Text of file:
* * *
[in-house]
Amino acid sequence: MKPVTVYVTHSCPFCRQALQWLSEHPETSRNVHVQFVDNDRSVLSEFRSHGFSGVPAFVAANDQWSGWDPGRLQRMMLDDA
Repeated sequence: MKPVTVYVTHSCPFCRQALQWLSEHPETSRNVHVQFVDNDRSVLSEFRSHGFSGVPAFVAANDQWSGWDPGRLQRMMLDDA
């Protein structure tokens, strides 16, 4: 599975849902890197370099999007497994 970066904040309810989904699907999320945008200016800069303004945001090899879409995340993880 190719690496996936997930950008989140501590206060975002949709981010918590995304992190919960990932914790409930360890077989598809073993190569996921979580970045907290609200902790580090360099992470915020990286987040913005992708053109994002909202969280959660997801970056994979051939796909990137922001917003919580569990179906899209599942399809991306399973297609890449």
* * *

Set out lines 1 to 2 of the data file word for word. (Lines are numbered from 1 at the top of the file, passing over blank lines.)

[in-house]
Amino acid sequence: MKPVTVYVTHSCPFCRQALQWLSEHPETSRNVHVQFVDNDRSVLSEFRSHGFSGVPAFVAANDQWSGWDPGRLQRMMLDDA